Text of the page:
An eventual extension to 75 as the age by which retirees must withdraw required minimum distributions (RMDs) from requirement accounts and automatic enrollment of workers in employer plans are among the many ways a bill that has passed the House would expand coverage and use of tax-favored retirement savings.
The Securing a Strong Retirement Act, H.R. 2954, has been called "SECURE 2.0" because it builds upon the similarly broad reforms of the 2019 Setting Every Community Up for Retirement Enhancement (SECURE) Act, P.L. 116-94. For example, the SECURE Act increased the RMD beginning age to its current 72 from the previous 70½, which the latest legislation would further increase.
The Securing a Strong Retirement Act passed the House on Tuesday evening by a 414–5 vote, with 198 Republicans joining 216 Democrats voting for it. Next, it will be taken up in the Senate, where related bills have been under consideration by the Finance Committee.
Automatic enrollment of employees in employer plans has long been advocated as needed to increase retirement savings among workers. Accordingly, the bill would require Secs. 401(k) and 403(b) plans maintained by most employers and multiple-employer plans to automatically enroll eligible participants, beginning with plan years after Dec. 31, 2023.
Employees would be permitted to choose a contribution level of between 3% and 10% of compensation initially or opt out entirely. The initial percentage would escalate by a percentage point each year to 10% of compensation. Exceptions would be available for employers with fewer than 10 employees, those that have been in business for less than three years, and church and governmental plans. Other of the bill's provisions intended to expand coverage and increase retirement savings include:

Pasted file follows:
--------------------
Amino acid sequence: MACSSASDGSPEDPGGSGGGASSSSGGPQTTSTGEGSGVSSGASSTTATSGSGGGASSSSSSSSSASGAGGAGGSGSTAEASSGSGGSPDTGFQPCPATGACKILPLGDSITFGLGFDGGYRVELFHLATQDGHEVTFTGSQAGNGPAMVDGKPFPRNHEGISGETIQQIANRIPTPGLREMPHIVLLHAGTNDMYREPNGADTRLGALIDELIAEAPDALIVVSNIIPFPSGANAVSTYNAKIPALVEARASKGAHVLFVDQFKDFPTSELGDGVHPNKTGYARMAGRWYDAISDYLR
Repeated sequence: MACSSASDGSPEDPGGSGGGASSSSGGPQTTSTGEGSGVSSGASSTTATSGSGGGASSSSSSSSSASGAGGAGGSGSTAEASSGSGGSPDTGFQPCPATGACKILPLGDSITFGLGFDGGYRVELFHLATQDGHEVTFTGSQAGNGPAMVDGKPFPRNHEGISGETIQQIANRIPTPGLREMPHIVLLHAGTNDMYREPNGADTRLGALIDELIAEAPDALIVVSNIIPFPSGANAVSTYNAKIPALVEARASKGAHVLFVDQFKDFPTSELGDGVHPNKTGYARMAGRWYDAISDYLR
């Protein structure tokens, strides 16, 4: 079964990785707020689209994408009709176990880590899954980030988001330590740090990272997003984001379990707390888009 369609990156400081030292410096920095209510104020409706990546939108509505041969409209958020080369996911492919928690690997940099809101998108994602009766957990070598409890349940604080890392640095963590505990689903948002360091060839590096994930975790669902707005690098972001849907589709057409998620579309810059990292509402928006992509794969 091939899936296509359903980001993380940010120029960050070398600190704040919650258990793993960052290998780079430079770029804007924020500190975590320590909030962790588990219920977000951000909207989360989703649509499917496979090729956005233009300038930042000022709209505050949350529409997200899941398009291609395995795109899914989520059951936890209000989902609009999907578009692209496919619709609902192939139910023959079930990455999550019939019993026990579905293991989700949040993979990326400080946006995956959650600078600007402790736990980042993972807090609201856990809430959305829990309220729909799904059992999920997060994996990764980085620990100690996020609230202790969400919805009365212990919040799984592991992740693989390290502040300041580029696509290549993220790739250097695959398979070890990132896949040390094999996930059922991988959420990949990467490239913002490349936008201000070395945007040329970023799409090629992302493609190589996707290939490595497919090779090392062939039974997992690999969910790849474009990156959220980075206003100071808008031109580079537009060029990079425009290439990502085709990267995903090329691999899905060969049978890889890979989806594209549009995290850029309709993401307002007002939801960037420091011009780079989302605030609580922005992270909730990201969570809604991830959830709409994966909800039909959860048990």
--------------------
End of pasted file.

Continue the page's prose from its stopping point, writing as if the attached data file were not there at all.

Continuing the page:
- The small employer pension plan startup costs credit is increased from an applicable percentage of 50% of administrative costs to 100% for employers with up to 50 employees and eligibility lengthened from three years to five (with a decreasing applicable percentage in the third, fourth, and fifth years).
- The Sec. 25B credit for qualified retirement savings contributions, known as the saver's credit, would have a flat limitation of 50% of qualified retirement savings contributions of an eligible individual, rather than its current range of applicable percentages from 50% to 10% (and phasing out entirely) based on adjusted gross income and filing status. A new, higher phaseout range would be included.
- The RMD starting age would increase to 73 as of the beginning of 2023, 74 in 2030, and 75 beginning in 2033.
- The limit on catch-up contributions to an individual retirement account (IRA) by individuals age 50 and over, currently set by statute at $1,000, would be indexed for inflation after 2023. A separate catch-up amount for retirement plans of $6,500 ($3,000 for SIMPLE plans) would be increased to $10,000 (and $5,000 for SIMPLE plans) for participants ages 62 through 64.
- Sec. 403(b) plans would be allowed to participate in multiple-employer plans.
- Employers that make matching contributions under a 401(k), 403(b), or 457(b) plan or SIMPLE IRA could do so with respect to qualified student loan payments made by the employee.